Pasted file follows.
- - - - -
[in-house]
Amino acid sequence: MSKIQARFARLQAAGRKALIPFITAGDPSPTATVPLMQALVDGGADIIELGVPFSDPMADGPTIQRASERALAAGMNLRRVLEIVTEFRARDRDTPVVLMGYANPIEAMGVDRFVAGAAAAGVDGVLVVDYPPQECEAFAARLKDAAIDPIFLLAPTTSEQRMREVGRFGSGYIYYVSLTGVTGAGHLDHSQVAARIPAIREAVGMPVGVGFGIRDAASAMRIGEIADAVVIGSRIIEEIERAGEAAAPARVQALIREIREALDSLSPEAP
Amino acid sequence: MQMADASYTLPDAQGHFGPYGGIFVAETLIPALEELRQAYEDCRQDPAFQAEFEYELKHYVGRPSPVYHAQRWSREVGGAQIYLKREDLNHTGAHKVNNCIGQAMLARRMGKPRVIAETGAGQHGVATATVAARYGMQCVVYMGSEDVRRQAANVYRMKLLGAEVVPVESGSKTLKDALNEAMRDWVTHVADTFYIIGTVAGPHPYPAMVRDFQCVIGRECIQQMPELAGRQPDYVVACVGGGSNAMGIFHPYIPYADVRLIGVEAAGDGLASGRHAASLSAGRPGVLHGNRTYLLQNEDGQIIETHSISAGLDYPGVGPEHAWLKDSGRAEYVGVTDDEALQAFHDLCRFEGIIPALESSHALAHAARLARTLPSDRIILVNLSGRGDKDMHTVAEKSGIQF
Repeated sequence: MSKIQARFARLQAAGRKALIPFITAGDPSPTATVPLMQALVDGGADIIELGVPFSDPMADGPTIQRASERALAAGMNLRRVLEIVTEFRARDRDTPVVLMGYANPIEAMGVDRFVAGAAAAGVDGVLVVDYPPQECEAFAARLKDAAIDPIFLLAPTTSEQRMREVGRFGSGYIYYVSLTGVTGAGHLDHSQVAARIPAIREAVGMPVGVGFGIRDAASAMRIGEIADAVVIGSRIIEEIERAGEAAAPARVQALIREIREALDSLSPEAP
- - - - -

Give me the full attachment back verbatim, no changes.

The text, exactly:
[in-house]
Amino acid sequence: MSKIQARFARLQAAGRKALIPFITAGDPSPTATVPLMQALVDGGADIIELGVPFSDPMADGPTIQRASERALAAGMNLRRVLEIVTEFRARDRDTPVVLMGYANPIEAMGVDRFVAGAAAAGVDGVLVVDYPPQECEAFAARLKDAAIDPIFLLAPTTSEQRMREVGRFGSGYIYYVSLTGVTGAGHLDHSQVAARIPAIREAVGMPVGVGFGIRDAASAMRIGEIADAVVIGSRIIEEIERAGEAAAPARVQALIREIREALDSLSPEAP
Amino acid sequence: MQMADASYTLPDAQGHFGPYGGIFVAETLIPALEELRQAYEDCRQDPAFQAEFEYELKHYVGRPSPVYHAQRWSREVGGAQIYLKREDLNHTGAHKVNNCIGQAMLARRMGKPRVIAETGAGQHGVATATVAARYGMQCVVYMGSEDVRRQAANVYRMKLLGAEVVPVESGSKTLKDALNEAMRDWVTHVADTFYIIGTVAGPHPYPAMVRDFQCVIGRECIQQMPELAGRQPDYVVACVGGGSNAMGIFHPYIPYADVRLIGVEAAGDGLASGRHAASLSAGRPGVLHGNRTYLLQNEDGQIIETHSISAGLDYPGVGPEHAWLKDSGRAEYVGVTDDEALQAFHDLCRFEGIIPALESSHALAHAARLARTLPSDRIILVNLSGRGDKDMHTVAEKSGIQF
Repeated sequence: MSKIQARFARLQAAGRKALIPFITAGDPSPTATVPLMQALVDGGADIIELGVPFSDPMADGPTIQRASERALAAGMNLRRVLEIVTEFRARDRDTPVVLMGYANPIEAMGVDRFVAGAAAAGVDGVLVVDYPPQECEAFAARLKDAAIDPIFLLAPTTSEQRMREVGRFGSGYIYYVSLTGVTGAGHLDHSQVAARIPAIREAVGMPVGVGFGIRDAASAMRIGEIADAVVIGSRIIEEIERAGEAAAPARVQALIREIREALDSLSPEAP